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Ajinkya Rahane makes giant strides in international cricket with an impressive outing in South Africa

Anjinkya Rahane was in impressive form in the just concluded Test series against South Africa © Getty Images


While India suffered a batting collapse in the second innings of the final Test at Durban, Ajinkya Rahane continued his good run in the Rainbow Nation to notch up his second half-century on a tough tour. With 209 runs in two Tests at an average of 69.66, Rahane not only announced his arrival in the Test arena in style, but also showed there’s yet another Indian batsman ready to make giant strides in international cricket, says Devarchit Varma.



It isn’t easy to break into the Indian Test side, keep aside the challenge of cementing your place in it. The competition is not only fierce, but the margin of error is so, so minor that even the smallest of slip could result in a wait that will look ever-lasting. Ajinkya Rahane, who has been a part of the Indian squads on several occasions, yet not able to find his place in the playing eleven, is the best man to tell you this story.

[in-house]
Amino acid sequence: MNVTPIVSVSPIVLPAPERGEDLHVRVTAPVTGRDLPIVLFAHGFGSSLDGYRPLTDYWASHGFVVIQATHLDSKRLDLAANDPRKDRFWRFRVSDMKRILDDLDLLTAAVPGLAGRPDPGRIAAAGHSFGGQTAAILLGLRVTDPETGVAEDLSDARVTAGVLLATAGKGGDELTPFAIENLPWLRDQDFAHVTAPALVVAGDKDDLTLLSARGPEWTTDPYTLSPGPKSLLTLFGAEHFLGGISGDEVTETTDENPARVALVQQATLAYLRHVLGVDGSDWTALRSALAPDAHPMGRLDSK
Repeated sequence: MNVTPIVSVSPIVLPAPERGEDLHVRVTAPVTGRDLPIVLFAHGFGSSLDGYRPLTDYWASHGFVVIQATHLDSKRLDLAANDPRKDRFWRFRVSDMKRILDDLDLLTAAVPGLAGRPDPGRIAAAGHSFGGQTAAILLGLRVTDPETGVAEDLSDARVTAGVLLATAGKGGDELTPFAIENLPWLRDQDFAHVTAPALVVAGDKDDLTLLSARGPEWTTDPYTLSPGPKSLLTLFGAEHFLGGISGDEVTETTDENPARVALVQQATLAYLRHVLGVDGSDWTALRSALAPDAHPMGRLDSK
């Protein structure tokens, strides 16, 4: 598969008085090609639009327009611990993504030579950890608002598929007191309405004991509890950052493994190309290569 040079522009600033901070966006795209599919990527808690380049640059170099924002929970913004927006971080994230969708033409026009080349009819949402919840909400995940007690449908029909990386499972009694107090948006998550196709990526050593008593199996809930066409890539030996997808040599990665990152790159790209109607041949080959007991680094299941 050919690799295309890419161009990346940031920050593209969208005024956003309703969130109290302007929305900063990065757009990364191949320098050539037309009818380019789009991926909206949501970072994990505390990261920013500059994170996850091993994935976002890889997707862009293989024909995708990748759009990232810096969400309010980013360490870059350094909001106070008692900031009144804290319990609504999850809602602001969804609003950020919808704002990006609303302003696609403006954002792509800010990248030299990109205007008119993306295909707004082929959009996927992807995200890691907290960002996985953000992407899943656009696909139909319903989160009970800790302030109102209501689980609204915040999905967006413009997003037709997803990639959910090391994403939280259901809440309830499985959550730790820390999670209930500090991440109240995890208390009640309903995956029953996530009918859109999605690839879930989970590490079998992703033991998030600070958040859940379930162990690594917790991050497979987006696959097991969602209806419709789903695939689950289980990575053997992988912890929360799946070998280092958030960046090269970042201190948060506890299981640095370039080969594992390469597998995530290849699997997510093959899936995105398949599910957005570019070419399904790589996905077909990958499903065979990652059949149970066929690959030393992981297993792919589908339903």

A part of the Indian Test squad for almost two years, starting from the West Indies series in 2011, Rahane struggled to find a place in the Indian team which was coming off the disastrous tours of England and Australia. He was with his Mumbai teammate Rohit Sharma on the tour of Australia as a part of the Indian Test squad. However, there was no place for him in the side. Rahane had to wait once again when England toured India in 2012, and his Test debut came only in the fourth and final Test of the Australia series at home in early 2013 — in a dead rubber at the Ferozeshah Kotla in New Delhi — wherein the right-handed batsman failed to make a mark.